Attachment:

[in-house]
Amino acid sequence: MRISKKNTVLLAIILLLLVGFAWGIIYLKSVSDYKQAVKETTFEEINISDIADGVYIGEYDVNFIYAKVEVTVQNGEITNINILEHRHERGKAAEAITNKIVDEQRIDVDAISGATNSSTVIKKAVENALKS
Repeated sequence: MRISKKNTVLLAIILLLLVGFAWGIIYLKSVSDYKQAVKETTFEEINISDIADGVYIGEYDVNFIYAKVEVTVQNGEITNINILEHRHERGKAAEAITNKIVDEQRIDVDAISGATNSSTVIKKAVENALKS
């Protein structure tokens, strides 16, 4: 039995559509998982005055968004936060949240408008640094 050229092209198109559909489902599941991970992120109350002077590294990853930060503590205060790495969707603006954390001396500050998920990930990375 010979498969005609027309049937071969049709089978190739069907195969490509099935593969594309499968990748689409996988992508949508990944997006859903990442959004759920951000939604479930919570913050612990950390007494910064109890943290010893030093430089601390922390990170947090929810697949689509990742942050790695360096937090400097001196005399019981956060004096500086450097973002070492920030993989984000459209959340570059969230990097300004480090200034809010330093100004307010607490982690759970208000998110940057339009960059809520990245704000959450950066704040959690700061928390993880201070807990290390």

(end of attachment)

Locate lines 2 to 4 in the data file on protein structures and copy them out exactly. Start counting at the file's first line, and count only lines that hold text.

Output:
Amino acid sequence: MRISKKNTVLLAIILLLLVGFAWGIIYLKSVSDYKQAVKETTFEEINISDIADGVYIGEYDVNFIYAKVEVTVQNGEITNINILEHRHERGKAAEAITNKIVDEQRIDVDAISGATNSSTVIKKAVENALKS
Repeated sequence: MRISKKNTVLLAIILLLLVGFAWGIIYLKSVSDYKQAVKETTFEEINISDIADGVYIGEYDVNFIYAKVEVTVQNGEITNINILEHRHERGKAAEAITNKIVDEQRIDVDAISGATNSSTVIKKAVENALKS
């Protein structure tokens, strides 16, 4: 039995559509998982005055968004936060949240408008640094 050229092209198109559909489902599941991970992120109350002077590294990853930060503590205060790495969707603006954390001396500050998920990930990375 010979498969005609027309049937071969049709089978190739069907195969490509099935593969594309499968990748689409996988992508949508990944997006859903990442959004759920951000939604479930919570913050612990950390007494910064109890943290010893030093430089601390922390990170947090929810697949689509990742942050790695360096937090400097001196005399019981956060004096500086450097973002070492920030993989984000459209959340570059969230990097300004480090200034809010330093100004307010607490982690759970208000998110940057339009960059809520990245704000959450950066704040959690700061928390993880201070807990290390």